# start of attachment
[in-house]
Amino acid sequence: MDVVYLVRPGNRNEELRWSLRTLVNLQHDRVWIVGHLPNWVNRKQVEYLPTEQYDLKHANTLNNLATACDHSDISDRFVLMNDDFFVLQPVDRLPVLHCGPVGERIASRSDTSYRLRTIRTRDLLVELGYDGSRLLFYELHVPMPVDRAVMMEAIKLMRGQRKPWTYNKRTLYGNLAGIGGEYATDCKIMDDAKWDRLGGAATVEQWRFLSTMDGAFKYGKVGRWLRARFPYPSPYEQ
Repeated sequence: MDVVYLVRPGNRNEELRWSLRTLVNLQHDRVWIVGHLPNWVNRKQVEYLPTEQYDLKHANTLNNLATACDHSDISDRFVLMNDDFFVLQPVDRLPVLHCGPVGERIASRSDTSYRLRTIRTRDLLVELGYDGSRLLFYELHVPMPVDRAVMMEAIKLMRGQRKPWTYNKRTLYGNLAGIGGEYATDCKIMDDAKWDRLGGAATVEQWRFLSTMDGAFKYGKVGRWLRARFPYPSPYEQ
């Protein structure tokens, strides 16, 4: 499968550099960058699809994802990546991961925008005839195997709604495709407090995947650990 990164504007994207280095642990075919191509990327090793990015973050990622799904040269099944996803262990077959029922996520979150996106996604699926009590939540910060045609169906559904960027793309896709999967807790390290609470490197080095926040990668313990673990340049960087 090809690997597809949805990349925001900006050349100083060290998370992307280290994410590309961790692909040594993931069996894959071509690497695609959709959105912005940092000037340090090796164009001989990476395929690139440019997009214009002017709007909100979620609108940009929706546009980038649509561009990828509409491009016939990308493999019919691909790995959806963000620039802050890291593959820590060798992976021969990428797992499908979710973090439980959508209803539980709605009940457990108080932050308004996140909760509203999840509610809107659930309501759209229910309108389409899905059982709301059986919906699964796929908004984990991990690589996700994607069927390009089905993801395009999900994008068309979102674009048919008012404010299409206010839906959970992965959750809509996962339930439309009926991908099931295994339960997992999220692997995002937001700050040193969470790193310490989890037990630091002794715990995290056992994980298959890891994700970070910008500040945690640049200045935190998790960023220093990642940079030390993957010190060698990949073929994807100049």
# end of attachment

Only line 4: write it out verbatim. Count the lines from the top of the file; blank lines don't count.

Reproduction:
């Protein structure tokens, strides 16, 4: 499968550099960058699809994802990546991961925008005839195997709604495709407090995947650990 990164504007994207280095642990075919191509990327090793990015973050990622799904040269099944996803262990077959029922996520979150996106996604699926009590939540910060045609169906559904960027793309896709999967807790390290609470490197080095926040990668313990673990340049960087 090809690997597809949805990349925001900006050349100083060290998370992307280290994410590309961790692909040594993931069996894959071509690497695609959709959105912005940092000037340090090796164009001989990476395929690139440019997009214009002017709007909100979620609108940009929706546009980038649509561009990828509409491009016939990308493999019919691909790995959806963000620039802050890291593959820590060798992976021969990428797992499908979710973090439980959508209803539980709605009940457990108080932050308004996140909760509203999840509610809107659930309501759209229910309108389409899905059982709301059986919906699964796929908004984990991990690589996700994607069927390009089905993801395009999900994008068309979102674009048919008012404010299409206010839906959970992965959750809509996962339930439309009926991908099931295994339960997992999220692997995002937001700050040193969470790193310490989890037990630091002794715990995290056992994980298959890891994700970070910008500040945690640049200045935190998790960023220093990642940079030390993957010190060698990949073929994807100049």